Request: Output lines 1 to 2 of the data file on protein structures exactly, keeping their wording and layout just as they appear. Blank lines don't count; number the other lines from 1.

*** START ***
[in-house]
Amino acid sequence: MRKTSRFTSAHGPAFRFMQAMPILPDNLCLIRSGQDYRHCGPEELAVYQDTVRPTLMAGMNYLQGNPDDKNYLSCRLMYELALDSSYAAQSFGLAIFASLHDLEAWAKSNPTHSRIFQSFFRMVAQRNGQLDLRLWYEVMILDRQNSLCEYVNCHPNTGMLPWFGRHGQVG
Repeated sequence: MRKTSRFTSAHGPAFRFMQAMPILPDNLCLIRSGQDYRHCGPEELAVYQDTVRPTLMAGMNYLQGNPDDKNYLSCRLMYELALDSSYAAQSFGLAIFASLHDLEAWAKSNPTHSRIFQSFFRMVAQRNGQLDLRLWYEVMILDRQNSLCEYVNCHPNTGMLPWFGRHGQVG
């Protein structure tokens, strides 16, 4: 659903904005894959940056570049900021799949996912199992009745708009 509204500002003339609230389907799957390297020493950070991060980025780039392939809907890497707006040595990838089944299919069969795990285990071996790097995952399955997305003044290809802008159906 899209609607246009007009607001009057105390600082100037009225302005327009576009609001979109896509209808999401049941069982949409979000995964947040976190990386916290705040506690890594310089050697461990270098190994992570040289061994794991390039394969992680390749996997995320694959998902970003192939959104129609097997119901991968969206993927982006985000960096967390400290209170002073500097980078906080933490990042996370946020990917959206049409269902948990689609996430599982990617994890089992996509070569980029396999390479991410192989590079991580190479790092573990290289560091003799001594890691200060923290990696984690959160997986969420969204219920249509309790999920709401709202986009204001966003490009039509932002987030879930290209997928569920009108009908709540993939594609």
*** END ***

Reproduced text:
[in-house]
Amino acid sequence: MRKTSRFTSAHGPAFRFMQAMPILPDNLCLIRSGQDYRHCGPEELAVYQDTVRPTLMAGMNYLQGNPDDKNYLSCRLMYELALDSSYAAQSFGLAIFASLHDLEAWAKSNPTHSRIFQSFFRMVAQRNGQLDLRLWYEVMILDRQNSLCEYVNCHPNTGMLPWFGRHGQVG